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AHJAY
The most annoying result of the Fluorescent transition bulbs was their high early failure rate... making any form of saving at any part of the manufacture-to-consumer cycle totally irrelevant. Additionally, the materials used in manufacture had less potential for recycling than Incandescent, adding another question mark.

BTW if you have Fluorescent tubes in use consider replacing them every couple of years - they actually lose power efficiency and more than 30% of their illumination ability over time, but because its such a sublte change you never notice it. That is why offices always have a "replacement cycle" for them.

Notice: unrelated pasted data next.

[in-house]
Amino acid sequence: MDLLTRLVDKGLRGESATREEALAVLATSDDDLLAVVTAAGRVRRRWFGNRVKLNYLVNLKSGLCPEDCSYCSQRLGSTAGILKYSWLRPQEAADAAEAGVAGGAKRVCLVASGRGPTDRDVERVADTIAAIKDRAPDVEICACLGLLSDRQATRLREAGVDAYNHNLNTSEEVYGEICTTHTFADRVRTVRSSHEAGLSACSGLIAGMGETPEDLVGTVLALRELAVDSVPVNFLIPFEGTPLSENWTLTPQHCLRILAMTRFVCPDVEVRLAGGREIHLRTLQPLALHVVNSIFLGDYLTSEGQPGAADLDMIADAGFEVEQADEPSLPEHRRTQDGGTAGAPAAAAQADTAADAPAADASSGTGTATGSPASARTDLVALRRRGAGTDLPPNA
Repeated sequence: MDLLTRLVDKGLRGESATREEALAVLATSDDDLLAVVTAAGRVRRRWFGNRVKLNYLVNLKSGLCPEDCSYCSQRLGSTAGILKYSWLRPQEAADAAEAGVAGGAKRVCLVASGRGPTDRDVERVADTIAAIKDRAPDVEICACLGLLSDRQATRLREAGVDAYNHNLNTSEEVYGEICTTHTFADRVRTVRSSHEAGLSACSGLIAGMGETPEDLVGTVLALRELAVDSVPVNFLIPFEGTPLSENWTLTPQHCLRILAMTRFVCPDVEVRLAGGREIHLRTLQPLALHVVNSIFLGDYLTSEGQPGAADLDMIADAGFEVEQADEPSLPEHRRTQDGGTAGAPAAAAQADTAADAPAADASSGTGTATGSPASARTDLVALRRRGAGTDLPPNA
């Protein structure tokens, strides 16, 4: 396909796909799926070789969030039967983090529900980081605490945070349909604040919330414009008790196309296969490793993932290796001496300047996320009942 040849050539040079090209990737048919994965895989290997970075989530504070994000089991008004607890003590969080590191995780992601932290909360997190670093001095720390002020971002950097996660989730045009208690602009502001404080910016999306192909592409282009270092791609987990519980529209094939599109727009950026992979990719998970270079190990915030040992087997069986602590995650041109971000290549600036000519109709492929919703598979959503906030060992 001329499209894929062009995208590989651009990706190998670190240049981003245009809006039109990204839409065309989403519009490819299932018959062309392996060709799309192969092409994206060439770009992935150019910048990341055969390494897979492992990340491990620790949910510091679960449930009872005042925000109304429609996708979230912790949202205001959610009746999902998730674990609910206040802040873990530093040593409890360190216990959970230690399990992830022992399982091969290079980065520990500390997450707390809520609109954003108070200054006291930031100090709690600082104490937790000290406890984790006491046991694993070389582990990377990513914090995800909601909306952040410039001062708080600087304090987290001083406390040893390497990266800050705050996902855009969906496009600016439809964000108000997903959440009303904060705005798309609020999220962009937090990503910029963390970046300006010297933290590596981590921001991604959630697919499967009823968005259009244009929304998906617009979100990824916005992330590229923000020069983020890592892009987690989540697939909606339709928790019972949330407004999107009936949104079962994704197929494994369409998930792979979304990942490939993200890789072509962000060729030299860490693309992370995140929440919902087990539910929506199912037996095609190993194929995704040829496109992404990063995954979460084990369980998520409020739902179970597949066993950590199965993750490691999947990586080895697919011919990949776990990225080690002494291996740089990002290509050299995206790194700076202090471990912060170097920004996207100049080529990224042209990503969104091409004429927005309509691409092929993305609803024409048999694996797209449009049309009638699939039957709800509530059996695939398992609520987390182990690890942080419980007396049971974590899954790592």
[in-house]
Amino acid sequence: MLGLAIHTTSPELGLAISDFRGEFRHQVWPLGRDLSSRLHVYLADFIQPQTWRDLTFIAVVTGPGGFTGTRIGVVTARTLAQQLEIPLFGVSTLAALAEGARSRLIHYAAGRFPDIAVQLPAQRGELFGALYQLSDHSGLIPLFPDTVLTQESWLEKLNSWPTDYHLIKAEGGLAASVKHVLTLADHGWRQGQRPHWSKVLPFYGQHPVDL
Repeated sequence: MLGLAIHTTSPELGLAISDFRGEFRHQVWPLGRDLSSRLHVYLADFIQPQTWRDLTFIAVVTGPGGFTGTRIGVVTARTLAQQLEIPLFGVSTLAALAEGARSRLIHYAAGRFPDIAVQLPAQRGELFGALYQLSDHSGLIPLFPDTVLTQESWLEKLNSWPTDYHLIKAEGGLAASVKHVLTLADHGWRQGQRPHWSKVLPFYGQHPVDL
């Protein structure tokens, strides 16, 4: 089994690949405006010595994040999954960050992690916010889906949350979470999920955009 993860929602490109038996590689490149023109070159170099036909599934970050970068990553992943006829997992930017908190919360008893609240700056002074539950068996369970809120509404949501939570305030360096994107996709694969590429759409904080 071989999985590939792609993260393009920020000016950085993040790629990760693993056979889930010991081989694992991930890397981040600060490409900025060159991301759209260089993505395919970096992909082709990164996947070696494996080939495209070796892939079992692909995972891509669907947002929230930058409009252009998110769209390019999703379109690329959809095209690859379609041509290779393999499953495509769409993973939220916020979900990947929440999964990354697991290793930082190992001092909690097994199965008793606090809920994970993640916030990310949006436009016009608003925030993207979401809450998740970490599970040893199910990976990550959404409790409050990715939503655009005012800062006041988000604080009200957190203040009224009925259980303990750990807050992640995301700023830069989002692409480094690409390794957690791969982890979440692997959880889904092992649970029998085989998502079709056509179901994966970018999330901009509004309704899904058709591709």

regards, Ahjay
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Julian
So true.
AHJAY wrote:
The most annoying result of the Fluorescent transition bulbs was their high early failure rate... making any form of saving at any part of the manufacture-to-consumer cycle totally irrelevant. Additionally, the materials used in manufacture had less potential for recycling than Incandescent, adding another question mark.  When we moved to a new place in Salisbury, all the lights were Fluorescent and they also had the starters in the light socket, with the bulb separate. When that went wrong, the complete pendant had to be replaced, unlike the normal twist out and twist back in with the new one.  All done in the best possible claim for efficiency.